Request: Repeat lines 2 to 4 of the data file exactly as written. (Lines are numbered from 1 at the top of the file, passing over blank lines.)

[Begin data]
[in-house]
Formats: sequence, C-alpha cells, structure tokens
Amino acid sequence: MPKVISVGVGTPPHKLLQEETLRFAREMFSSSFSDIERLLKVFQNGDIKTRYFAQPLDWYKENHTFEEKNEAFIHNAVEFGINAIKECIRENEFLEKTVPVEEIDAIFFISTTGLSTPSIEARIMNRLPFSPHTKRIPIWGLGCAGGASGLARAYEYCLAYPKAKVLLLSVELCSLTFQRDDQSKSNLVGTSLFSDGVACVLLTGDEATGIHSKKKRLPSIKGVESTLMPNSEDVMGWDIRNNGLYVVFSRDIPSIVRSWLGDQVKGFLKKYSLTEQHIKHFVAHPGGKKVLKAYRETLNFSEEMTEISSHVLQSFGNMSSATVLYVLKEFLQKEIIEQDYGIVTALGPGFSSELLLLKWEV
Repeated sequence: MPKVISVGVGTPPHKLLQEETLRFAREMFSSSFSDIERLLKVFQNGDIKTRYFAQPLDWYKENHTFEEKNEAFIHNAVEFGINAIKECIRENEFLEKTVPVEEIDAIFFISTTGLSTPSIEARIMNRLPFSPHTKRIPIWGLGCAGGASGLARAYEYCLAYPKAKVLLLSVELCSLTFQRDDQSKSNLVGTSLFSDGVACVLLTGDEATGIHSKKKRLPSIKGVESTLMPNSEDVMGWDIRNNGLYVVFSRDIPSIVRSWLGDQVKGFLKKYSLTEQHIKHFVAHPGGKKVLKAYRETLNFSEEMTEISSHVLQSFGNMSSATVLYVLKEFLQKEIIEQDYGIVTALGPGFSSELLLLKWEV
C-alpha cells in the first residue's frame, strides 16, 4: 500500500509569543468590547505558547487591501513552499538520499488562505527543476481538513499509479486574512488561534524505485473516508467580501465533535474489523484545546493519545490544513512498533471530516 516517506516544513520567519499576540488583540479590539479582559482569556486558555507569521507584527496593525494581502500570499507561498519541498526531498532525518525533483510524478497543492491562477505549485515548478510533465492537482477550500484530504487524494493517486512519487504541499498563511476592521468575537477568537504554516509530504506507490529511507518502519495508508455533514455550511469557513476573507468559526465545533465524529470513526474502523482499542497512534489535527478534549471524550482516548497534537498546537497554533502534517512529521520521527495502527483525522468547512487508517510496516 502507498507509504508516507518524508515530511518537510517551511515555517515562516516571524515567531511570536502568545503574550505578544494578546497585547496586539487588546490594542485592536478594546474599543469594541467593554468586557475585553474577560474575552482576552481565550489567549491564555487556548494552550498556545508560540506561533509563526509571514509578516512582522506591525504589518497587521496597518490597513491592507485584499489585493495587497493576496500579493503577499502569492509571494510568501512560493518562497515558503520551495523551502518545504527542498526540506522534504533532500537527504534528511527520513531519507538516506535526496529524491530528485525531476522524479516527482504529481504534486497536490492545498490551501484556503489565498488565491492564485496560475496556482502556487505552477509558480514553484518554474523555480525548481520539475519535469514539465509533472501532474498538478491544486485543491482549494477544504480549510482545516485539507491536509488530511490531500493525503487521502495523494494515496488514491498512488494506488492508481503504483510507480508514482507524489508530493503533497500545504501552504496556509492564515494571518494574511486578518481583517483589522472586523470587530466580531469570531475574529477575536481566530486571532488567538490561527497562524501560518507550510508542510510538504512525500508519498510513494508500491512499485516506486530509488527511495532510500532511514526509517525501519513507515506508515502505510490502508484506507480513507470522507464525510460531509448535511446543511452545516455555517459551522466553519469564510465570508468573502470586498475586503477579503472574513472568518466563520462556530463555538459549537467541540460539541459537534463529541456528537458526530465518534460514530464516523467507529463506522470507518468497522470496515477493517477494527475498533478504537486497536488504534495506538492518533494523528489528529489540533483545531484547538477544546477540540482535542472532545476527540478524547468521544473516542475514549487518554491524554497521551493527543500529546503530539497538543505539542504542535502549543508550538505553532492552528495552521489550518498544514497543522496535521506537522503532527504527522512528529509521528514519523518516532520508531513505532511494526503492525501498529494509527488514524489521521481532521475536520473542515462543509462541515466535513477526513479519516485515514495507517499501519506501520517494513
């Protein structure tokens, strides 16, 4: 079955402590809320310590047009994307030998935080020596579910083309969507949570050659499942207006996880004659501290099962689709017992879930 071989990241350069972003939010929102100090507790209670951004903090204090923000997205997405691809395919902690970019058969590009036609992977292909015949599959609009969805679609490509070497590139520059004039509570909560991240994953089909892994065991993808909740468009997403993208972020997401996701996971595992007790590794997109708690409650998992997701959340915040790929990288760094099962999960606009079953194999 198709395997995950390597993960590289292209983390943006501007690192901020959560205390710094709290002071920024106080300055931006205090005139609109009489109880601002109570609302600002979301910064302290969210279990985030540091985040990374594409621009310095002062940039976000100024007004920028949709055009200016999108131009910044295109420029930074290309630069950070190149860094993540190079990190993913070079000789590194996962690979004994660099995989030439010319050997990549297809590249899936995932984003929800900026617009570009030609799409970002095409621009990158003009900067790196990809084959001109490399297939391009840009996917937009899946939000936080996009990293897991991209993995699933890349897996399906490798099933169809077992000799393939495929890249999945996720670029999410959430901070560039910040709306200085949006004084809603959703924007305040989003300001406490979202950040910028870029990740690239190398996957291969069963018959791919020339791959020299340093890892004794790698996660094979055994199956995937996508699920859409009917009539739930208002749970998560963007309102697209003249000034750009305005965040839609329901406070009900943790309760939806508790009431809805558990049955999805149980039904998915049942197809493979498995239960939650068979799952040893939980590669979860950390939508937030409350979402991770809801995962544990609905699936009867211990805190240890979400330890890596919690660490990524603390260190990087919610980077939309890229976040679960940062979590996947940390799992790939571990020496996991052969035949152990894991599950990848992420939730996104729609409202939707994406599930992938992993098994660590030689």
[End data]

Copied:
Formats: sequence, C-alpha cells, structure tokens
Amino acid sequence: MPKVISVGVGTPPHKLLQEETLRFAREMFSSSFSDIERLLKVFQNGDIKTRYFAQPLDWYKENHTFEEKNEAFIHNAVEFGINAIKECIRENEFLEKTVPVEEIDAIFFISTTGLSTPSIEARIMNRLPFSPHTKRIPIWGLGCAGGASGLARAYEYCLAYPKAKVLLLSVELCSLTFQRDDQSKSNLVGTSLFSDGVACVLLTGDEATGIHSKKKRLPSIKGVESTLMPNSEDVMGWDIRNNGLYVVFSRDIPSIVRSWLGDQVKGFLKKYSLTEQHIKHFVAHPGGKKVLKAYRETLNFSEEMTEISSHVLQSFGNMSSATVLYVLKEFLQKEIIEQDYGIVTALGPGFSSELLLLKWEV
Repeated sequence: MPKVISVGVGTPPHKLLQEETLRFAREMFSSSFSDIERLLKVFQNGDIKTRYFAQPLDWYKENHTFEEKNEAFIHNAVEFGINAIKECIRENEFLEKTVPVEEIDAIFFISTTGLSTPSIEARIMNRLPFSPHTKRIPIWGLGCAGGASGLARAYEYCLAYPKAKVLLLSVELCSLTFQRDDQSKSNLVGTSLFSDGVACVLLTGDEATGIHSKKKRLPSIKGVESTLMPNSEDVMGWDIRNNGLYVVFSRDIPSIVRSWLGDQVKGFLKKYSLTEQHIKHFVAHPGGKKVLKAYRETLNFSEEMTEISSHVLQSFGNMSSATVLYVLKEFLQKEIIEQDYGIVTALGPGFSSELLLLKWEV